modified radical neck dissection


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modified radical neck dissection

A spectrum of head and neck surgeries performed on a person requiring excision of tissue involved by cancer, usually squamous cell carcinoma. The classic modified radical neck dissection consists of removing all lymph nodes in the neck, as in a radical neck dissection, while preserving the spinal accessory nerve. Other modified radical neck dissections preserve other non-lymphatic structures, such as the spinal accessory nerve, internal jugular vein and sternocleidomastoid muscle.
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The major morbidity associated with modified radical neck dissection and selective neck dissection is "shoulder syndrome," which is caused by surgical trauma to the SAN.
We conducted a study to (1) determine the feasibility of electrophysiologic monitoring of the SAN during modified radical neck dissection, (2) determine whether a threshold increase in current is required to stimulate the SAN by comparing the amount of current on initial identification of the SAN and the amount of current after completion of the dissection prior to closure, and (3) determine whether clinical outcome measures of shoulder syndrome are affected by a threshold increase.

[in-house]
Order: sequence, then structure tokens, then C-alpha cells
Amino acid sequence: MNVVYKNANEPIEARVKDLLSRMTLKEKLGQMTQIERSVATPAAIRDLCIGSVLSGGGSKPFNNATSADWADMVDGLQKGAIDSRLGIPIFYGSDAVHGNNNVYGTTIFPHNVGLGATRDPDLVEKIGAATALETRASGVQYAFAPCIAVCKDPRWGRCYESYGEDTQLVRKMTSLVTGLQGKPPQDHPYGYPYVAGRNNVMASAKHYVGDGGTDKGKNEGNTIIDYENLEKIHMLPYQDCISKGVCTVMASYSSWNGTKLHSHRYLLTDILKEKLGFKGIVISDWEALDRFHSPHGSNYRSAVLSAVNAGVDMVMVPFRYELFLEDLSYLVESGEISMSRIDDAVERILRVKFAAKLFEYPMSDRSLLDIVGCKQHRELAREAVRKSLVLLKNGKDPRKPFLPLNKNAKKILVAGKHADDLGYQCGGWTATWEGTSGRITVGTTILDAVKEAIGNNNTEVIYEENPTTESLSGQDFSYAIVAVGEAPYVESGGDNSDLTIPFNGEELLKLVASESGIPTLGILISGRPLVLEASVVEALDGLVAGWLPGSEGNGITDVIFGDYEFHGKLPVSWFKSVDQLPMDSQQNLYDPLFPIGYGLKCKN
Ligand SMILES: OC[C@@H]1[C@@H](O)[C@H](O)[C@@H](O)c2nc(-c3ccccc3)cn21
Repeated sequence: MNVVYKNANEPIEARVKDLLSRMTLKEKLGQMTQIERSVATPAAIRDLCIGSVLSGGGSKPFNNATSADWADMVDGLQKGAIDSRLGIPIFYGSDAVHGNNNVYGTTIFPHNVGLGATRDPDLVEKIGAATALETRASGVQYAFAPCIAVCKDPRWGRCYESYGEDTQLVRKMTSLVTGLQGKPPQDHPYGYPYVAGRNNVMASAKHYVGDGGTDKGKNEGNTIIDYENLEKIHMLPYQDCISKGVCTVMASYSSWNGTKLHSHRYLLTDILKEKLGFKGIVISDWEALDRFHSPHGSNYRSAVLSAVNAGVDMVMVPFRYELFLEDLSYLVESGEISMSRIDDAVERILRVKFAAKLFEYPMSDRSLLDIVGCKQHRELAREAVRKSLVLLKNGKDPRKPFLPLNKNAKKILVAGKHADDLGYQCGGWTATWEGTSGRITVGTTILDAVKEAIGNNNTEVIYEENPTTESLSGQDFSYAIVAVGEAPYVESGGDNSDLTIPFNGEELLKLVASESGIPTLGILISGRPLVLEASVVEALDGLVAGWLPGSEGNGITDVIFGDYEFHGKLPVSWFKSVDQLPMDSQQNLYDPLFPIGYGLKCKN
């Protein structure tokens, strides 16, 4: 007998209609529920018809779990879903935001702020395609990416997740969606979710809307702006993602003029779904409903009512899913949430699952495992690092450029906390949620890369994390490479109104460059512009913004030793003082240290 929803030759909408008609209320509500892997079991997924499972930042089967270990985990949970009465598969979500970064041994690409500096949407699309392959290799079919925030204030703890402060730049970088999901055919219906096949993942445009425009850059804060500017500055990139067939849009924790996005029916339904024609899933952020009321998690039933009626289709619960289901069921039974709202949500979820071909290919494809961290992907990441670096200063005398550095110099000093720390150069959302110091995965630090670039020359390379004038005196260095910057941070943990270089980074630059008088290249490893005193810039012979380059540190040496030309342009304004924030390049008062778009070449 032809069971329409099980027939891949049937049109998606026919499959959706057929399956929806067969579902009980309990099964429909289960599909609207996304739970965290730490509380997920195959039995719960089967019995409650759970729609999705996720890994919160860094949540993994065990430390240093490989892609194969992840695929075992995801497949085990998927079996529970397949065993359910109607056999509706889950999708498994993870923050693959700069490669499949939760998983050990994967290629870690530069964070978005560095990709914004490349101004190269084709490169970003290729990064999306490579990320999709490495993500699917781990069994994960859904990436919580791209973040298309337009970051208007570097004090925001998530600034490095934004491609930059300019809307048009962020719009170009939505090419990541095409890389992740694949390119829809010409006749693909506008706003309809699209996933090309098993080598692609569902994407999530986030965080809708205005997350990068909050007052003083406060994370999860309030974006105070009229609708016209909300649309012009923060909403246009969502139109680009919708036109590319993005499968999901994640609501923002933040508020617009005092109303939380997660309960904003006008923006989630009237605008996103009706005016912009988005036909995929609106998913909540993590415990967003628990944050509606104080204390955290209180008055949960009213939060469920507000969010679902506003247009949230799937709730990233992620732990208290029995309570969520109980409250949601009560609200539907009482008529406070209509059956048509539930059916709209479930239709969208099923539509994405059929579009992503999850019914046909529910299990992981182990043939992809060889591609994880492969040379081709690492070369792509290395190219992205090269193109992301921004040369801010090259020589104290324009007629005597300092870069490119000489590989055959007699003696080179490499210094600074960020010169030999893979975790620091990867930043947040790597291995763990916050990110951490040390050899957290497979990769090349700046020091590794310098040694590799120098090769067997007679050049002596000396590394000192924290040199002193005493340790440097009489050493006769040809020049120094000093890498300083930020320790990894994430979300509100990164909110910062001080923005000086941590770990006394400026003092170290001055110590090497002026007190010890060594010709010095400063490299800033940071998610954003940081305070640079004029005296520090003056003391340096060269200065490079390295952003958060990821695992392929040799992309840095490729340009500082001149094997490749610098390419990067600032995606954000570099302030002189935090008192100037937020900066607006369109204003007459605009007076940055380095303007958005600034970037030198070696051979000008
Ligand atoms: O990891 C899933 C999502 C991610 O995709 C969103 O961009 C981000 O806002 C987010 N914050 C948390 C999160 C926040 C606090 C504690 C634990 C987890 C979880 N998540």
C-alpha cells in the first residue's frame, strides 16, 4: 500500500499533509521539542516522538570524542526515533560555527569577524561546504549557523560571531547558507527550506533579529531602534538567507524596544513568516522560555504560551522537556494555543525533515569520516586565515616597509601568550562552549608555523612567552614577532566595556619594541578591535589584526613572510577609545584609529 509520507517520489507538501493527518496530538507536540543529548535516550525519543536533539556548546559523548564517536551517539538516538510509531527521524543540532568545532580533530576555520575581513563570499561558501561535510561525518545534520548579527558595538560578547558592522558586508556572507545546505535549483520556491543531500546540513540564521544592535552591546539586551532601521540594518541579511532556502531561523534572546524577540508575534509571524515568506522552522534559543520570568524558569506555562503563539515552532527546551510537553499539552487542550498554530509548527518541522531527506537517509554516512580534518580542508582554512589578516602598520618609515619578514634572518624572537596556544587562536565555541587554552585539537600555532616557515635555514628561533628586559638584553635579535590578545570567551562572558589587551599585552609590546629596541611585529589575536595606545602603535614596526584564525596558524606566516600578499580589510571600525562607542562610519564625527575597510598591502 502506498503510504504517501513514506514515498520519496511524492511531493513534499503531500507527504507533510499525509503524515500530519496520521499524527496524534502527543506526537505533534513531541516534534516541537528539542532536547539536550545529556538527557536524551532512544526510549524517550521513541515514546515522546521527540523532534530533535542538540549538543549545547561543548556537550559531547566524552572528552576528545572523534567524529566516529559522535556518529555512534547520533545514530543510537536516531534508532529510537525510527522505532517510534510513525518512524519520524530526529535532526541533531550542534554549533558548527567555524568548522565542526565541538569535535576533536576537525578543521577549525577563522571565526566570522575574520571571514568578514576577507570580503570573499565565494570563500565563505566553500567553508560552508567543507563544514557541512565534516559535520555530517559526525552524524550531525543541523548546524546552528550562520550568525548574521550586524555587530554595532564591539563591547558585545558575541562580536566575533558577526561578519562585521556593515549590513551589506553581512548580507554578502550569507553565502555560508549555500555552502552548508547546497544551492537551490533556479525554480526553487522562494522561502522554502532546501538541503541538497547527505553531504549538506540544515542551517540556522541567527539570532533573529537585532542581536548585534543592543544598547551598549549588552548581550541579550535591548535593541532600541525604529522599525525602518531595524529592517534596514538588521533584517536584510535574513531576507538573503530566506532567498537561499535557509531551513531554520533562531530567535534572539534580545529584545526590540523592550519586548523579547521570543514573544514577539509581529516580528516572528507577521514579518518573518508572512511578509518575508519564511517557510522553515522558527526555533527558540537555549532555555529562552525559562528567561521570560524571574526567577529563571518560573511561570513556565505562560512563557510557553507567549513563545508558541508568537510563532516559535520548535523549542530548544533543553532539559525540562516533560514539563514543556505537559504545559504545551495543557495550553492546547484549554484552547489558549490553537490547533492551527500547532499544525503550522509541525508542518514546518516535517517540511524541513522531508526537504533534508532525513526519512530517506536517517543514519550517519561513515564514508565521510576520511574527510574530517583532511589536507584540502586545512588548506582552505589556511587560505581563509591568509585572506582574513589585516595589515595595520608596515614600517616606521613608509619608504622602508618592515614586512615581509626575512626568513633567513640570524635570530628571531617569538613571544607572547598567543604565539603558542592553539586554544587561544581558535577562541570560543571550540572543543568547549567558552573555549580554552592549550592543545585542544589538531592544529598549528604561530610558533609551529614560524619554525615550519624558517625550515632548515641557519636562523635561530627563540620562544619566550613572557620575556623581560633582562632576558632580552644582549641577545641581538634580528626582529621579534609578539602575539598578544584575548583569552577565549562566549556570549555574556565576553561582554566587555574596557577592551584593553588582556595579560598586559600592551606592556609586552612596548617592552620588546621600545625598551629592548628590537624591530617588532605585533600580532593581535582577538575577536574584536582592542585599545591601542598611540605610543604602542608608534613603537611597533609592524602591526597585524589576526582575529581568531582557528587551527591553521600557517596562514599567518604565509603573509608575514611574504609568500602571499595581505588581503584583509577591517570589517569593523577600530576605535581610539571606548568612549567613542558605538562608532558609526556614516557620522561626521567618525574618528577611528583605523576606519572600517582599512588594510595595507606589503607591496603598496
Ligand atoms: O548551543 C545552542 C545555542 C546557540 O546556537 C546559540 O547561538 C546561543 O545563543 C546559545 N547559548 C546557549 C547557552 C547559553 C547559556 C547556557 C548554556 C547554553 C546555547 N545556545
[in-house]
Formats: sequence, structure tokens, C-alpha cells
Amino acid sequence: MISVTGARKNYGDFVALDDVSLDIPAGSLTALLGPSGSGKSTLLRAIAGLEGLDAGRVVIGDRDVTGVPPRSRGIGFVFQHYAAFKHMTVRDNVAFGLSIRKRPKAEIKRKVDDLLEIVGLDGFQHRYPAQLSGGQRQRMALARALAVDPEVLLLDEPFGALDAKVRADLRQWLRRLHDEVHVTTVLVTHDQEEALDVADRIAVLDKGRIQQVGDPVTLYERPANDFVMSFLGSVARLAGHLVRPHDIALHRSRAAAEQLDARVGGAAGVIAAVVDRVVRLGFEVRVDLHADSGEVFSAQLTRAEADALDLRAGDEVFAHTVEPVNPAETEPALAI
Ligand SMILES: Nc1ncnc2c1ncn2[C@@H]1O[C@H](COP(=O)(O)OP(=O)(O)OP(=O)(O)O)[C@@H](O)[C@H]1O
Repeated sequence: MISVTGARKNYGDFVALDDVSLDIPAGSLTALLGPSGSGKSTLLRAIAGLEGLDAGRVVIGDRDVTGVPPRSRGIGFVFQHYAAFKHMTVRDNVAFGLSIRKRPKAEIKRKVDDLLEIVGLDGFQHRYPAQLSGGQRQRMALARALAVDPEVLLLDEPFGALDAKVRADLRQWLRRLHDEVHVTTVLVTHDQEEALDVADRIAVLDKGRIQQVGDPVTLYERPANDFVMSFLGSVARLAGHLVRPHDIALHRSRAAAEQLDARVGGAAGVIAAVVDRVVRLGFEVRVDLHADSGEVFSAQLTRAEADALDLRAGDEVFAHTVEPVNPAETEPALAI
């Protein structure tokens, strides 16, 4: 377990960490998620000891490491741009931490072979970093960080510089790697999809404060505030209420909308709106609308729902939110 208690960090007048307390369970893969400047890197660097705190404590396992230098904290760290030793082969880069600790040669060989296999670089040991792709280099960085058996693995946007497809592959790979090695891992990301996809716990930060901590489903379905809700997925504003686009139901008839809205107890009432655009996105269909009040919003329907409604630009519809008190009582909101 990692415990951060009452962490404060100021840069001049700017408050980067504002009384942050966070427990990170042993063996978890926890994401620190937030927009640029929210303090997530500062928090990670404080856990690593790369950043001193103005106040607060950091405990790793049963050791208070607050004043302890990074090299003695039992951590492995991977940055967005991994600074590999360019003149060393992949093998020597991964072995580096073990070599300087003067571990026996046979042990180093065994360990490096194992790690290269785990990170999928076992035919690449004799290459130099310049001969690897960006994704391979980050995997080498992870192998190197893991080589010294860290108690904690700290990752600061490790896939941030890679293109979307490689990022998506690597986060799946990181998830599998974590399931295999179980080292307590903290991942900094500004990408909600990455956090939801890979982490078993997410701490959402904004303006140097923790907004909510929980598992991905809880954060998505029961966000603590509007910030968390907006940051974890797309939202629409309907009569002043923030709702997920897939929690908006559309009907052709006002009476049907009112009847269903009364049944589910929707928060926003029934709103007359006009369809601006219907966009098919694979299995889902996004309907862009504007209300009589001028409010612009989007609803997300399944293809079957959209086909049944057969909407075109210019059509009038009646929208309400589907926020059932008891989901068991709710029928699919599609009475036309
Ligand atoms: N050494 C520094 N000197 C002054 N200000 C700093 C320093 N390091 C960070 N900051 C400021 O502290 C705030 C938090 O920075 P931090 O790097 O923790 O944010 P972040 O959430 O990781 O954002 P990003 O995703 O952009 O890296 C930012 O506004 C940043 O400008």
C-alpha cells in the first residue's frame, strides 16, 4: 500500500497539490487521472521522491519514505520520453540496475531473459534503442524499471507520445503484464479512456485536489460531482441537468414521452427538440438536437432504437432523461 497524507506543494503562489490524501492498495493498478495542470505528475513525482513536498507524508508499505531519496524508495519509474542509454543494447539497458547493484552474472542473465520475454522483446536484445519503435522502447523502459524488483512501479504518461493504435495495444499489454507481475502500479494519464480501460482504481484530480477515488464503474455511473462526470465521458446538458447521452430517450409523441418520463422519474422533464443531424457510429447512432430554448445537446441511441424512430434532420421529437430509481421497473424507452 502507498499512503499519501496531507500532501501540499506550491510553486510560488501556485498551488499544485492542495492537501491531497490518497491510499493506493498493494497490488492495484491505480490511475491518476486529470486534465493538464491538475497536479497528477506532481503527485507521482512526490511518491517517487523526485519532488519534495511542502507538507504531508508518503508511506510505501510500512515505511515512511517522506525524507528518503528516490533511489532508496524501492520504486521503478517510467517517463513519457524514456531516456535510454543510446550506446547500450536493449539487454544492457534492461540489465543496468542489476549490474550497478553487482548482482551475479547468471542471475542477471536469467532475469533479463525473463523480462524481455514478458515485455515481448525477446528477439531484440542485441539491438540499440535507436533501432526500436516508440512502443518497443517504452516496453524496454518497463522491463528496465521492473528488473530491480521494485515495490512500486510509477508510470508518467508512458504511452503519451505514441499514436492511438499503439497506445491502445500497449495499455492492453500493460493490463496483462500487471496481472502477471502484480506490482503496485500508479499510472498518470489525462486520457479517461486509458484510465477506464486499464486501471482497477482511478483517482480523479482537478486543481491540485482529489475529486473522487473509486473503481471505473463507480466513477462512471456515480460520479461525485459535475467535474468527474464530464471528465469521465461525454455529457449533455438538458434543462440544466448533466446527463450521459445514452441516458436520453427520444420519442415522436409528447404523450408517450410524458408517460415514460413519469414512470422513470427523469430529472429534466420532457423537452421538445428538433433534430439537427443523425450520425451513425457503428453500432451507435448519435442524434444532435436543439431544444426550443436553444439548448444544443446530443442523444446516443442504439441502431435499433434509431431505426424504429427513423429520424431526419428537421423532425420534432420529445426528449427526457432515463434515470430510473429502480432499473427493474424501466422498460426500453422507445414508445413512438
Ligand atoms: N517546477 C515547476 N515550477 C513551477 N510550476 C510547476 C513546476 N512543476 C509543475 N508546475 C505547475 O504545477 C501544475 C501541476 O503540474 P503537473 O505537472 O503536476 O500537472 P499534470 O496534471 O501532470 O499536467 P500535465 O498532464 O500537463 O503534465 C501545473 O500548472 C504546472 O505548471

She underwent an uneventful left superficial parotidectomy with preservation of the VIIth cranial nerve and a left modified radical neck dissection.
After a thorough discussion of the findings, our patient underwent a modified radical neck dissection and hemimandibulectomy as described later in this report.
Our patient underwent a modified radical neck dissection and hemimandibulectomy, including reconstruction with a free fibula graft, which provided an excellent functional and cosmetic result.
6] Moreover, Remmler et al found that modified radical neck dissection caused less shoulder dysfunction than did radical neck dissection.
In all, 41 neck dissections were performed on 32 group A patients; of these, 36 (88%) were modified radical neck dissections, 4 (10%) were selective neck dissections, and 1 (2%) was a radical neck dissection.
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